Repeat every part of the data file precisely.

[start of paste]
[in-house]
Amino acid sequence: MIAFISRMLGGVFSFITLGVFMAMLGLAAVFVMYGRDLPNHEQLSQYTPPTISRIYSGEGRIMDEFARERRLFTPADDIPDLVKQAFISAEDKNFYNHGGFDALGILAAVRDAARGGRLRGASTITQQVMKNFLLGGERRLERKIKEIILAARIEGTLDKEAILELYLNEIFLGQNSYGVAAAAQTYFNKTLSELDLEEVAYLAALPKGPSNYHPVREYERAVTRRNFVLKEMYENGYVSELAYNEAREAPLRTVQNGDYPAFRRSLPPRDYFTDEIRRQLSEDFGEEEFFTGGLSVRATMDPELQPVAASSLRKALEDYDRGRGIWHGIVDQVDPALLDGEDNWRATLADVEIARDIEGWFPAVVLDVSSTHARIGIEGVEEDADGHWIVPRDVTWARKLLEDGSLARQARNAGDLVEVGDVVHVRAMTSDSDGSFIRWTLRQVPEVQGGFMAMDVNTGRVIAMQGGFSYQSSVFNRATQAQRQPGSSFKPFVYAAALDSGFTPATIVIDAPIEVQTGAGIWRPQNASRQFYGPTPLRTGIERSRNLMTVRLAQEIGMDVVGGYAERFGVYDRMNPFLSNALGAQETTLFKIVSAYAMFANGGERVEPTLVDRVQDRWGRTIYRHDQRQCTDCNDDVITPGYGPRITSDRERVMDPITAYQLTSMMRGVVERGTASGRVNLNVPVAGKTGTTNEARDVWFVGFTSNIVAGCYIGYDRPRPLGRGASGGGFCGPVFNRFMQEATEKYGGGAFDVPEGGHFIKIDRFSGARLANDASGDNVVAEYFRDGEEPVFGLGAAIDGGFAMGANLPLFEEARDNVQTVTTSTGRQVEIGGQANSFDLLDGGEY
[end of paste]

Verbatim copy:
[in-house]
Amino acid sequence: MIAFISRMLGGVFSFITLGVFMAMLGLAAVFVMYGRDLPNHEQLSQYTPPTISRIYSGEGRIMDEFARERRLFTPADDIPDLVKQAFISAEDKNFYNHGGFDALGILAAVRDAARGGRLRGASTITQQVMKNFLLGGERRLERKIKEIILAARIEGTLDKEAILELYLNEIFLGQNSYGVAAAAQTYFNKTLSELDLEEVAYLAALPKGPSNYHPVREYERAVTRRNFVLKEMYENGYVSELAYNEAREAPLRTVQNGDYPAFRRSLPPRDYFTDEIRRQLSEDFGEEEFFTGGLSVRATMDPELQPVAASSLRKALEDYDRGRGIWHGIVDQVDPALLDGEDNWRATLADVEIARDIEGWFPAVVLDVSSTHARIGIEGVEEDADGHWIVPRDVTWARKLLEDGSLARQARNAGDLVEVGDVVHVRAMTSDSDGSFIRWTLRQVPEVQGGFMAMDVNTGRVIAMQGGFSYQSSVFNRATQAQRQPGSSFKPFVYAAALDSGFTPATIVIDAPIEVQTGAGIWRPQNASRQFYGPTPLRTGIERSRNLMTVRLAQEIGMDVVGGYAERFGVYDRMNPFLSNALGAQETTLFKIVSAYAMFANGGERVEPTLVDRVQDRWGRTIYRHDQRQCTDCNDDVITPGYGPRITSDRERVMDPITAYQLTSMMRGVVERGTASGRVNLNVPVAGKTGTTNEARDVWFVGFTSNIVAGCYIGYDRPRPLGRGASGGGFCGPVFNRFMQEATEKYGGGAFDVPEGGHFIKIDRFSGARLANDASGDNVVAEYFRDGEEPVFGLGAAIDGGFAMGANLPLFEEARDNVQTVTTSTGRQVEIGGQANSFDLLDGGEY